Chelsea’s quick start saw them produce enough chances to score a goal in the first half, but poor finishing and Courtois’ heroics kept the score line tight. With just a couple of exceptions, the EPL side were fantastic in defence. That’s a testament to the discipline of the players and the tactical brilliance of their German coach Tuchel.
Chelsea players found a lot of happiness attacking Real Madrid between the lines. When they engaged in positional attacks, Timo Werner, Havertz and Mount coordinated their movements with each other. It was typically the German who would push forward to stretch the backline and disconnect them from the midfield. Havertz and Mount would then oscillate between the backline and space between the lines.
As we mentioned above, Chelsea players closed the central spaces when they were out of possession with 4-3-2-1 formation, they closed the central channels to force Real Madrid players to switch the play wide, then it was easy to recover the ball again, as shown below.
Chelsea players were able to keep their defensive shape compact and make it difficult for Madrid players to get into central channels. However, there was a definite flatness to Madrid’s attack on the evening. When they were able to get the ball into the central channel and into a player in space, there was very little in the way of attacking movement.
Here is another example of Chelsea players closing central channels and forcing Real Madrid players to drift to the sides, Chelsea players stacked up in the defensive stage in 4-3-2-1 formation, in close lines in the depth to force Modrić to pass the ball to the right half-space towards Vinícius, this pass to the half-space here have led to Chelsea’s centre-backs quickly regaining possession from the isolated forward.
Chelsea players were most threatening on transitions, using Werner and Havertz pace on the counter-attack to create goal-scoring opportunities. Werner dropped deep to support in the defensive phase, he is a terrific option to get on the ball in transition and drive forward, turning defence into attack very quickly.
Both Havertz and Mount had an effective role in transitions, whilst with Kanté behind this front three and Chilwell on the left, Chelsea players were not short of players who can burst forward to support the counter. Chelsea’s players have been very dangerous in transitions, Werner and Havertz were the ball progressors, Mount, Kanté, and Chilwell were also pushing forward to create density against Madrid’s defenses, as we can see in the picture below.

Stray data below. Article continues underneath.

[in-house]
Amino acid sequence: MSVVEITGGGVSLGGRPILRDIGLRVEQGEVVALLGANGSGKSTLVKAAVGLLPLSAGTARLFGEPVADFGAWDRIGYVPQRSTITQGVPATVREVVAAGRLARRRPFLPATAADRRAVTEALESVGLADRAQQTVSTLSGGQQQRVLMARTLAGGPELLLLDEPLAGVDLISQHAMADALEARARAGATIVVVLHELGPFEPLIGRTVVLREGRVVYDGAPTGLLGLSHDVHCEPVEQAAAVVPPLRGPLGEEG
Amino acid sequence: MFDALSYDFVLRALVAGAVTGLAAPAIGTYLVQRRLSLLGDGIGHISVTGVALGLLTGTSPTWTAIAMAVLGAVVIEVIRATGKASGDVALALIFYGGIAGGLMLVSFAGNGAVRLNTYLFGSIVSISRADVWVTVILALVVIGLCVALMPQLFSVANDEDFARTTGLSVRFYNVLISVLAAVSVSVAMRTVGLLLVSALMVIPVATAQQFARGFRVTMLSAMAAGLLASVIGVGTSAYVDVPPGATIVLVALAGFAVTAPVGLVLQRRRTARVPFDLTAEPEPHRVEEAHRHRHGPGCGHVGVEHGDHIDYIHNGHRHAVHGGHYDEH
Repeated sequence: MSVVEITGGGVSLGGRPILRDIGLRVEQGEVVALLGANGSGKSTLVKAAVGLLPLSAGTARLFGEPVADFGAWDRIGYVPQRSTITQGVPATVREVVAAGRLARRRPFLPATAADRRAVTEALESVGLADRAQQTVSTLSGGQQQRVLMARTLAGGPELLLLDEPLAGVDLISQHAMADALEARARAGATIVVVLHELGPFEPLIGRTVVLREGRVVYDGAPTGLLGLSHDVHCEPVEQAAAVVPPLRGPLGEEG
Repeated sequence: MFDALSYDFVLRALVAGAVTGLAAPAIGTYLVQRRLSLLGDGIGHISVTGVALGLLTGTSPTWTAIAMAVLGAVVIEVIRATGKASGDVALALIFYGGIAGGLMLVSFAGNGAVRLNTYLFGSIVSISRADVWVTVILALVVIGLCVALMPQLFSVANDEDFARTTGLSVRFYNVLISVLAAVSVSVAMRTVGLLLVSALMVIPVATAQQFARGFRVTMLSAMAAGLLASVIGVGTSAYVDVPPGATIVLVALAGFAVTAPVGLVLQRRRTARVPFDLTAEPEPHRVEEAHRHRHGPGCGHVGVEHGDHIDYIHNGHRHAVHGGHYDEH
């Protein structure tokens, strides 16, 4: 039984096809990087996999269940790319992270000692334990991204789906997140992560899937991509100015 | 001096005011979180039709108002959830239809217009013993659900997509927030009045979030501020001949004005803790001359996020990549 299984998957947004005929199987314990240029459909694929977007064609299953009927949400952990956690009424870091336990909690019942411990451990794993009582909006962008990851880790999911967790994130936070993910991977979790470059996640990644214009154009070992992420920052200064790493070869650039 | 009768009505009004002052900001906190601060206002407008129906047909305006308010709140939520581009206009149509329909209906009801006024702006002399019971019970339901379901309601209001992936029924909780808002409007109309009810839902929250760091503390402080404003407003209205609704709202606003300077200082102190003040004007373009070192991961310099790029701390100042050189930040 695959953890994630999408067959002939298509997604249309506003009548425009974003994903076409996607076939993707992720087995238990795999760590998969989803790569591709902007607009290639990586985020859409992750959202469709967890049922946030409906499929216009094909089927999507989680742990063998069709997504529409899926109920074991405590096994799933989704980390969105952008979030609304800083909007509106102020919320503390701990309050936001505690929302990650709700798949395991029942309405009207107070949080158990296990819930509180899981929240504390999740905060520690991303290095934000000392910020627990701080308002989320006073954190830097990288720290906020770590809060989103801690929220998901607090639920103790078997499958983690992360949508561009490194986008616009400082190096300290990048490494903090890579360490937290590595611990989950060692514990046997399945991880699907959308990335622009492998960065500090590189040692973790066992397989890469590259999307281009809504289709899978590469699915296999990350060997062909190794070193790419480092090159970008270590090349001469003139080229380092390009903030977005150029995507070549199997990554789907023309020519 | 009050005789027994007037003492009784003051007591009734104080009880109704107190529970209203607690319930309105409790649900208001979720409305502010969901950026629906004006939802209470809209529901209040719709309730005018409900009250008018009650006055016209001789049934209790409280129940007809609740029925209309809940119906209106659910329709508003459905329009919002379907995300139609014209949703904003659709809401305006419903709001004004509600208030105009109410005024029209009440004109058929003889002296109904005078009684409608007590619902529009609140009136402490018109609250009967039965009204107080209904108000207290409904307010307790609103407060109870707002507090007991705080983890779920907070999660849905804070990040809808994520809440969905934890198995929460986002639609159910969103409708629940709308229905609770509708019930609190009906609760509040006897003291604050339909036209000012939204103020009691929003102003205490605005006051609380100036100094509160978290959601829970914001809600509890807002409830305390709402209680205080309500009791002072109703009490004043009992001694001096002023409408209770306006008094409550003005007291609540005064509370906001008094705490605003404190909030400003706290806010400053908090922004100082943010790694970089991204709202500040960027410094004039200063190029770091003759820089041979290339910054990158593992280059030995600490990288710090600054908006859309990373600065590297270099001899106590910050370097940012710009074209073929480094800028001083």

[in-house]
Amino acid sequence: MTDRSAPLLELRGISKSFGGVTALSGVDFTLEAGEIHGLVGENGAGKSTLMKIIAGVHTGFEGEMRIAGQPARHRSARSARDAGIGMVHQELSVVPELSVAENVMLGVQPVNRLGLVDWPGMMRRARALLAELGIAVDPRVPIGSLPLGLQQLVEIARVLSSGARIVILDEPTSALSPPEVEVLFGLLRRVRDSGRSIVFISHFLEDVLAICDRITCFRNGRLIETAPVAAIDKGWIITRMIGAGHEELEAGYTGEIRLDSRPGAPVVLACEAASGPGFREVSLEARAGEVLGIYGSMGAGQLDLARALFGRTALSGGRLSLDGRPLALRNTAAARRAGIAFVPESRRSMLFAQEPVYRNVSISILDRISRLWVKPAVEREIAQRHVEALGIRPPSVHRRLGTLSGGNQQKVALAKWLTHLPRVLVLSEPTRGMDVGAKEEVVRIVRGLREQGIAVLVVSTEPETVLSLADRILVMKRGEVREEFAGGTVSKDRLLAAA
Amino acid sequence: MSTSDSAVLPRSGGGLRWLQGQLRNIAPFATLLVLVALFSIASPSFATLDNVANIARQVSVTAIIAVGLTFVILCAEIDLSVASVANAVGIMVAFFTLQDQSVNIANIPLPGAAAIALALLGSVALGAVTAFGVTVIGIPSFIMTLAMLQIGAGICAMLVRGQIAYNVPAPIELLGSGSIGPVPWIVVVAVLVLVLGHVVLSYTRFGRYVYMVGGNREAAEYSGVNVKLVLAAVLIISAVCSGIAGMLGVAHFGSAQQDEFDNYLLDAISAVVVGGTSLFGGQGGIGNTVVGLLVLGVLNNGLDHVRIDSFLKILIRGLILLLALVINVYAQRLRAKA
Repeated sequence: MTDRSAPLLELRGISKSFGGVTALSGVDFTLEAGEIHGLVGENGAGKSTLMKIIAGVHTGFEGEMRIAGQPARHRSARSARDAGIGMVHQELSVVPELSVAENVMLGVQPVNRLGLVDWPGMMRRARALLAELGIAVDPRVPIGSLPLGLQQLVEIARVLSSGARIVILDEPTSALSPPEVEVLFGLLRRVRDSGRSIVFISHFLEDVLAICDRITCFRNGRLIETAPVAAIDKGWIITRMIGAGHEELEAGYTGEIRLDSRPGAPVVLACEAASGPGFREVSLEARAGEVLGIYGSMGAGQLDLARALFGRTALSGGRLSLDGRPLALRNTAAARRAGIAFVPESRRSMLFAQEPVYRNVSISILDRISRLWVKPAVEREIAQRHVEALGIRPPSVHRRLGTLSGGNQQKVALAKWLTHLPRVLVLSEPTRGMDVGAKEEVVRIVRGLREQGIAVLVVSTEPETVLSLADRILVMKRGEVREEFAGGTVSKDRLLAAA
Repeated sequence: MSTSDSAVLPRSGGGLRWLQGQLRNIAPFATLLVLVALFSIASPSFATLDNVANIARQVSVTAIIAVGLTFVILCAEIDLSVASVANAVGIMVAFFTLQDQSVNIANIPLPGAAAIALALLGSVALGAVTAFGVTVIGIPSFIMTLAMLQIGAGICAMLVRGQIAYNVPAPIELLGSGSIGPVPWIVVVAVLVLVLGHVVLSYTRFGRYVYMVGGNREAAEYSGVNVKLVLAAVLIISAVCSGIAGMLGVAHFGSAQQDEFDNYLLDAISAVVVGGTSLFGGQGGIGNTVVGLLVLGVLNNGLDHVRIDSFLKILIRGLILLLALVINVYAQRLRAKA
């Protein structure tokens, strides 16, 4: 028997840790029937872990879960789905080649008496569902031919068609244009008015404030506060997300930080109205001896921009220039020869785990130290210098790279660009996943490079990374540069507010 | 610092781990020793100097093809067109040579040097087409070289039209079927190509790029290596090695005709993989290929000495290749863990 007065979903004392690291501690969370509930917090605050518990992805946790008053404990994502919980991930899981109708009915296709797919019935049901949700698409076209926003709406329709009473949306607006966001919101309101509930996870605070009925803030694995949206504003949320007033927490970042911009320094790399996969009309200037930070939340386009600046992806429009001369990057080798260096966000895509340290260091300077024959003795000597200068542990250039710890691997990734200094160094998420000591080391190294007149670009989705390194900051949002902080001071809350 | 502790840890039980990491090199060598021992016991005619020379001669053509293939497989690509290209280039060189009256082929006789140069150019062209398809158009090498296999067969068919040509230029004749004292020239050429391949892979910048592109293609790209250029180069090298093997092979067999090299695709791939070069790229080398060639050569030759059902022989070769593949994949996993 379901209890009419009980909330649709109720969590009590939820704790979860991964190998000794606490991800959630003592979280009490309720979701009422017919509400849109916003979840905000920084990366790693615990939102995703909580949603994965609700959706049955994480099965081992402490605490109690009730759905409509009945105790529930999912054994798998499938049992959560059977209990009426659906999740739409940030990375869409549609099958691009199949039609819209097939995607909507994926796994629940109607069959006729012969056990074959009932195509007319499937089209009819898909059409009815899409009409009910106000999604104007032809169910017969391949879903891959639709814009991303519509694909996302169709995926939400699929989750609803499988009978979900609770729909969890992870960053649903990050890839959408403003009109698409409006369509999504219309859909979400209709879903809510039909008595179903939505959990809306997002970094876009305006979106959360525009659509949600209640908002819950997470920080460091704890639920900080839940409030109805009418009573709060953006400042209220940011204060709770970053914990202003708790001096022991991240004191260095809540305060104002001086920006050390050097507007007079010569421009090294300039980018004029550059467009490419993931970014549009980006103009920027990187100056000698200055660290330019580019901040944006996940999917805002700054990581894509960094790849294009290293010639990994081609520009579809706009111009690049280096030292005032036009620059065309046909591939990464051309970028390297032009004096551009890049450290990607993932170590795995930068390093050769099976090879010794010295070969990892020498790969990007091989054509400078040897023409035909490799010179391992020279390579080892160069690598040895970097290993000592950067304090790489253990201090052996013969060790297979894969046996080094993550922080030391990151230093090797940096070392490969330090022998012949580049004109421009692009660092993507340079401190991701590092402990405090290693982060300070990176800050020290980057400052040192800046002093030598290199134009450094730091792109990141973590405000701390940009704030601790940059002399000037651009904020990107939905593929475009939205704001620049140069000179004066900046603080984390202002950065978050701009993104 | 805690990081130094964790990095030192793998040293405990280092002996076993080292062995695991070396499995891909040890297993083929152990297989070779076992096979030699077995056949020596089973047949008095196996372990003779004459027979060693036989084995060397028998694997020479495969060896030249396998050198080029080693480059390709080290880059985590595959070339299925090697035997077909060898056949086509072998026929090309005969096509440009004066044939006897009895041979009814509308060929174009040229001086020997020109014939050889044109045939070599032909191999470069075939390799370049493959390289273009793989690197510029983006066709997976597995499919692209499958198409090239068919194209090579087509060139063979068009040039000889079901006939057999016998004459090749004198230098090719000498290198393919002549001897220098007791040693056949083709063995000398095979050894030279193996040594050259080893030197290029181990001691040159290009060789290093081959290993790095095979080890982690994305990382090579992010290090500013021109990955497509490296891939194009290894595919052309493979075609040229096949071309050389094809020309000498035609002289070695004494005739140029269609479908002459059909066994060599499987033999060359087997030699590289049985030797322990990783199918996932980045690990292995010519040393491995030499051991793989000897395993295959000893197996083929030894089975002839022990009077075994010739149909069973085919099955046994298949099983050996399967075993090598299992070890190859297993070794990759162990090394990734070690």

Kanté also had an influential role in the transition. Here for the second goal, he entered the box to be an option for passing. He was able to attract Madrid’s players and create a space for Mount in which he moved with his freedom and scored the second goal.
If you had told Chelsea fans at the beginning of 2021, that they would reach the Champions League final, they wouldn’t have believed you. Nevertheless, here we are, and not only do they deserve to be there, but there is a very real possibility they will upset Manchester City in the final too. Due to the first leg result, Thomas Tuchel and the Chelsea players had the advantage, having scored a vital away goal, but they could never be comfortable until Mason Mount finally booked their plane ticket to Turkey.
Chelsea deserved no less than a 3-1 aggregate win against Real Madrid. Across the course of the tie Real Madrid were consistently inferior by a significant margin and it was only the profligacy of Chelsea across both legs that kept this from being a humbling for Zidane’s players.
Real Madrid had their moments to score in the first half through Benzema but twice he was denied by goalkeeper Édouard Mendy. After the interval Chelsea looked by far the more likely to score what would have been the tie’s decisive fourth goal, Havertz and Thiago Silva flashing headers slightly too high. Mason Mount should also have scored and booked the Chelsea plane ticket to Istanbul.